Ever forget to bring your iPod with you to the gym? A recent U of T study shows that this may decrease your workout performance.

Armed with some sweet tunes, researchers at U of T’s Music and Health Research Collaboratory — who specialize in research that relates to sound and health — gathered 34 cardiac rehabilitation patients to test the hypothesis that music can, in fact, increase your gains.

The study took place at the Toronto Rehabilitation Institute-University Health Network in Toronto and involved referred cardiac patients modifying their exercise routines.

There were two exercise strategies employed for the study; one tested patients who exercised without music, while the second group exercised to a tempo synchronized music playlist.

Patients themselves chose the songs on the playlist, but the tempo was specified and altered by researchers to reflect each individual’s recommended steps-per-minute ratio

After the start of the experiment, the group of patients listening to their personalised playlist had the music undergo sonic enhancements to add extra rhythmic beats — further enhancing synchronicity between the exercises and the music itself.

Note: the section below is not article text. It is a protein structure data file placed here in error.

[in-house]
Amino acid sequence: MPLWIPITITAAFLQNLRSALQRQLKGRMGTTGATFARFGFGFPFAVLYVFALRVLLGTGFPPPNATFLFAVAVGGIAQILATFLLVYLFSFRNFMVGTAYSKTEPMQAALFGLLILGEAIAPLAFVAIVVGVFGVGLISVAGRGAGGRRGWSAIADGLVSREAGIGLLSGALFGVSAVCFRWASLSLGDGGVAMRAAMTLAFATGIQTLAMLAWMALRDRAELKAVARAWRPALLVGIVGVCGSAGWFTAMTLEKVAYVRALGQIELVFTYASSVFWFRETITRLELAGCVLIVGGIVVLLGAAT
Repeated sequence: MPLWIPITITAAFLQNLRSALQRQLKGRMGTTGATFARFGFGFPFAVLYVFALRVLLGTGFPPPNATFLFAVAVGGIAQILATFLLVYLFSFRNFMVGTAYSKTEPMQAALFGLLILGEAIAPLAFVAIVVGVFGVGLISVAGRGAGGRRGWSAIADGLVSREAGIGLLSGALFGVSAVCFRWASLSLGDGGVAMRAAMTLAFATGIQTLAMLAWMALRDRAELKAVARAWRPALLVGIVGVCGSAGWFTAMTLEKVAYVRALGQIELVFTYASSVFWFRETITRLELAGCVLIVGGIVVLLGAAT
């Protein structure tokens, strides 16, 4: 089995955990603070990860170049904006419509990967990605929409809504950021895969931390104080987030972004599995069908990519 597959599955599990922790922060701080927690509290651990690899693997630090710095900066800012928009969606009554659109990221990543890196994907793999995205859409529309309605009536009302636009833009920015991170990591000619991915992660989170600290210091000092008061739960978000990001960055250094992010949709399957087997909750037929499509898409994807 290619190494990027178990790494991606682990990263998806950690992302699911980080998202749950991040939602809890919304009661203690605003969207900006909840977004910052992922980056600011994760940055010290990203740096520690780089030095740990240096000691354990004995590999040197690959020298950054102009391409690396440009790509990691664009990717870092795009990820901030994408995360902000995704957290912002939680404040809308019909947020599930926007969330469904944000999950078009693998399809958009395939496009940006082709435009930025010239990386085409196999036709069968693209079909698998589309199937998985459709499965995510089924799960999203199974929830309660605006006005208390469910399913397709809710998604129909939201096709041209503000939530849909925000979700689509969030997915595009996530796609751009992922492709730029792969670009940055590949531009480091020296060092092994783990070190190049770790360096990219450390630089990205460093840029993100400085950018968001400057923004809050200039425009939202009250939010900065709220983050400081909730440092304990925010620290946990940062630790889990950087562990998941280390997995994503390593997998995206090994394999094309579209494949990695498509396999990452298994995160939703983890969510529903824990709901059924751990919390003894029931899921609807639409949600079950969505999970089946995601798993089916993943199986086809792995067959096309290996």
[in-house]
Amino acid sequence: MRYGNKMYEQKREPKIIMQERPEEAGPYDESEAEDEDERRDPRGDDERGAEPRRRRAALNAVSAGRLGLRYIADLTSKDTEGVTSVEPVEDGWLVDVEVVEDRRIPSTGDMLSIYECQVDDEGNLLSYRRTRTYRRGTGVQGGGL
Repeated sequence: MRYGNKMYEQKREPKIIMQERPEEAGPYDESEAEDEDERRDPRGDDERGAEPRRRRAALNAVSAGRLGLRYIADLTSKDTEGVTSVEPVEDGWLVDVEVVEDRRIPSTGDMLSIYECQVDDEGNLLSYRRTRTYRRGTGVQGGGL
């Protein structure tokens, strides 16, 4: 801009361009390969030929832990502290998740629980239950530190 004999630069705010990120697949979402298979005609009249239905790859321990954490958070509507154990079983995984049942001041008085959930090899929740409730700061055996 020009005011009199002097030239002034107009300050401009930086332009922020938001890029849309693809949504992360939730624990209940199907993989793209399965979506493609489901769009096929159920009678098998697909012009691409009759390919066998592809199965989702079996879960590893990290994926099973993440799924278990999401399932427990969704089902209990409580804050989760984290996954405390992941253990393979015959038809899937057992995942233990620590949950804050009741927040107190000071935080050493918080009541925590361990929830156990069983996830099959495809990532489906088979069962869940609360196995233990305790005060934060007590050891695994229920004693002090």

The experiment lasted for three months and concluded that, patients who listened to the tempo-synchronized music exercised significantly more than those who didn’t use any music at all — an average of 105.4 minutes more per week — just over an hour and half. Getting over 100 minutes of additional exercise per week means a greater number of calories burned and a faster rate of fat loss.

The test patients who exercised to the sonically enhanced playlist exercised an additional 261.1 minutes — more than four hours a week longer than the patients who listened to tempo-synchronized music, and a 70 per cent increase in exercise to those who didn’t listen to music at all.

The conclusion appears to indicate that listening to music that suits the pace of your will increase the duration of your workouts and increase the number of calories burned.

This could mean creating warm-up and cool-down playlists with some slower tunes, and designing a workout playlist with songs that are up-tempo and have a strong beat.

Listening to music while working out is prevalent amongst U of T students. For example, Alexandra Palma, a third—year life science student, listens to music and often varies her music selection with each workout. “Lately I’ve been listening to EDM, rap or just a bunch of remixes for resistance training, but for cardio it’s always something I know and… can sing along to because it helps to distract from the pain of cardio” adding “I don’t like to listen to songs I can sing along to when I resistance train because it takes away my focus which can result in bad form.” To third—year political science student Avechi Chimara, music is an essential element of exercise “when I workout I always have to listen to music, I can only listen to EDM mixes or like club hit type of music… when [I] workout listening to music it really motivates me and keeps me pumped up.”